Equipment Number (EN)

The Equipment Number (EN) should be calculated as follows: EN = ∆2/3 + 2.0hB + A /10

where: ∆ = moulded displacement, in tonnes, to the Summer Load Waterline

B = moulded breadth, in metres

h = effective height, in metres, from the Summer Load Waterline to the top of the uppermost house. (The Circular provides clarification on how exactly h should be measured that we do not include here).

A = area, in square metres, in profile view, of the hull, superstructures and houses above the Summer Load Waterline which are within the equipment length of the ship and also have a breadth greater than B/4

As can be seen, the EN depends solely on the geometry of the ship.

SUMMARY for Circular MSC.1/Circ.1175:

The provisions of this guidance do not require tow lines nor mandate standards for mooring lines onboard the ship.

Basically, this Guidance establishes the design criteria for shipboard equipment. This Circular is still applicable to vessels built between 1 Jan 2007 and 1 Jan 2024.

Summary of design criteria for shipboard equipment:

  • Calculate EN using the given formula.
  • From the EN value, the breaking strength of the mooring lines is determined (Table 1 of the Circular).
  • From the breaking strength, the design load on the hull supporting structure and shipboard fittings is calculated, typically by multiplying x 1.25.
  • The SWL to be marked on the equipment by welding seams is 80% of above or equal to the mooring line breaking strength.
  • Adjustment to above load are made based on the mooring plan and the angle on the mooring rope.
  • Once the loads are known, the supporting structures should be calculated as to withstand such load. Particularly, the maximum bending stress on fittings is taken as 100% of the yield stress. The maximum shear stress is taken as 60% of the yield stress.

Resolution MSC.474 (102) of 11 Nov 2020

(Amendments to SOLAS Chapter II-1)

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This is a Resolution of the Maritime Safety Committee whereby some amendments are made to SOLAS Chapter II-1

Below are the most significant points of the resolution when it comes to mooring arrangements. Otherwise, click here for the full Resolution content in a separate window.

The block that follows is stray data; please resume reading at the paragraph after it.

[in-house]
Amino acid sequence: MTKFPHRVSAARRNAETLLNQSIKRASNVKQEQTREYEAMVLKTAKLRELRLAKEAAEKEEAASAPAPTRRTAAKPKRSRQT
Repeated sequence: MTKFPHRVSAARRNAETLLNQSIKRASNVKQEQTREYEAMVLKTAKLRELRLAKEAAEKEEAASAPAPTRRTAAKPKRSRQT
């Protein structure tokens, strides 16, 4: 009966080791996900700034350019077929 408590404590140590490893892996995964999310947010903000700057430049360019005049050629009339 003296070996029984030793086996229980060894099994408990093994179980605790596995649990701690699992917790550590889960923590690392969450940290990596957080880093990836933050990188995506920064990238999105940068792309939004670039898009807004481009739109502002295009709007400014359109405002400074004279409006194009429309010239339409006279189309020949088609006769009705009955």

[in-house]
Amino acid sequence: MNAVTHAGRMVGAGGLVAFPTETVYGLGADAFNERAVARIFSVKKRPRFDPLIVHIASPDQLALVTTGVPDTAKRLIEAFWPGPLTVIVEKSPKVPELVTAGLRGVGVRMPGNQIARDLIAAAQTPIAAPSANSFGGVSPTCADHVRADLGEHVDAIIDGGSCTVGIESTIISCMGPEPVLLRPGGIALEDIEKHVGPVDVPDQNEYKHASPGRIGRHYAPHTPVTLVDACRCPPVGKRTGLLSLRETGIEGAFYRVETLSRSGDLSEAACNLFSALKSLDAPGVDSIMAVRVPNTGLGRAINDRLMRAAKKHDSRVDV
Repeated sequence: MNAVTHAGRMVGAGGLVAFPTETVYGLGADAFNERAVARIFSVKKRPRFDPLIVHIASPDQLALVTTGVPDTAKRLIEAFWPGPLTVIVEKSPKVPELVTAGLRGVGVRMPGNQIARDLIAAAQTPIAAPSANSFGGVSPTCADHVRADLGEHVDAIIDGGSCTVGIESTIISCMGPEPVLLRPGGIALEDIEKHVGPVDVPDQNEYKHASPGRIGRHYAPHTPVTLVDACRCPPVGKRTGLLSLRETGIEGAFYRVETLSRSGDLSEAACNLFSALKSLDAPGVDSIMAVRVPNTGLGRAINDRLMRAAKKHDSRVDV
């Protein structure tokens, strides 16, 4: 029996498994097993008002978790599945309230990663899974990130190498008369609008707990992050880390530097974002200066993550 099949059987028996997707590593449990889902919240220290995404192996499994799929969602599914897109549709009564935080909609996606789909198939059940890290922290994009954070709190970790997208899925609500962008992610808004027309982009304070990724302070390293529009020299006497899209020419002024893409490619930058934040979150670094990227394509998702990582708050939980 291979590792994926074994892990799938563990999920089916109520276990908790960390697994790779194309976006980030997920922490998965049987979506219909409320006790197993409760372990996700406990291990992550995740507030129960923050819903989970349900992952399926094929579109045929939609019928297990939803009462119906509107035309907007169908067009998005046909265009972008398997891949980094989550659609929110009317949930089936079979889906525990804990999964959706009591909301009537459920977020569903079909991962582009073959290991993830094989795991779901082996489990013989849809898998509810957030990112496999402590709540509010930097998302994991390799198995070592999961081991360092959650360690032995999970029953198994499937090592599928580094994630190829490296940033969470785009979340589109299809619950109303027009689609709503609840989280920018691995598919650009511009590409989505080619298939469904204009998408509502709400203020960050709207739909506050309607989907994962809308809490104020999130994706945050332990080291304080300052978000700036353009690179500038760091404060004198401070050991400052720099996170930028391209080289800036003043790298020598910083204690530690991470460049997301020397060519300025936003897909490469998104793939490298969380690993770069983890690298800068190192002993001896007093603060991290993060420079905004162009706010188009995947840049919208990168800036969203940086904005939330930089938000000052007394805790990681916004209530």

4    Ships shall be provided with arrangements, equipment and fittings of sufficient safe working load to enable the safe conduct of all towing and mooring operations associated with the normal operation of the ship.

5    Arrangements, equipment and fittings provided in accordance with paragraph 4 above shall meet the appropriate requirements of the Administration or an organization recognized by the Administration under regulation I/6.

6   Each fitting or item of equipment provided under this regulation shall be clearly marked with any limitations associated with its safe operation, taking into account the strength of the supporting ship’s structure and its attachment to it.

Above paragraphs 4 to 6 apply to ships constructed on or after 1 January 2007.

Paragraphs 7 and 8 below only apply to ships for which a building contract is dated on or after 1 January 2024, or -if no contract- to ships with keel laying date on or after 1 July 2024, or to ships delivered on or after 1 January 2027.

7    For ships of 3,000 gross tonnage and above, the mooring arrangement shall be designed, and the mooring equipment including lines shall be selected, in order to ensure occupational safety and safe mooring of the ship, based on the guidelines developed by the Organization. Ship-specific information shall be provided and kept on board.

8    Ships of less than 3,000 gross tonnage should comply with the requirement in paragraph 7 above as far as reasonably practicable, or with applicable national standards of the Administration.

Lastly, para 9 below applies to all ships:

9    For all ships, mooring equipment, including lines, shall be inspected and maintained in a suitable condition for their intended purposes.

So, basically, the previous Resolution 194 was aiming to establish safe standards regarding the equipment working load. The new Resolution MSC.474 adds considerations regarding the design and equipment selections aspects of the mooring arrangement based on guidelines by the Organization and / or national standards as applicable. It also puts an emphasis on onboard records and inspection and maintenance requirements for all vessels.

Circular MSC.1/Circ.1619 of 11 Nov 2020

(Revised Guidance on Shipboard Towing and Mooring Equipment)

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Below is the summarized content of the Circular. Click here for the full content.

SECTION 1 is an Introduction and summarizes the most important aspects in broad terms:

On ships of 3,000 gross tonnage and above constructed on or after 1 January 2024, the mooring arrangement shall be designed, and the mooring equipment including lines shall be selected, in order to ensure occupational safety and safe mooring of the ship.

Ships of less than 3,000 gross tonnage constructed on or after 1 January 2024 should comply with these requirements as far as reasonably practicable, or with applicable national standards of the Administration.

SECTION 2 provides some definitions used in the Guidelines: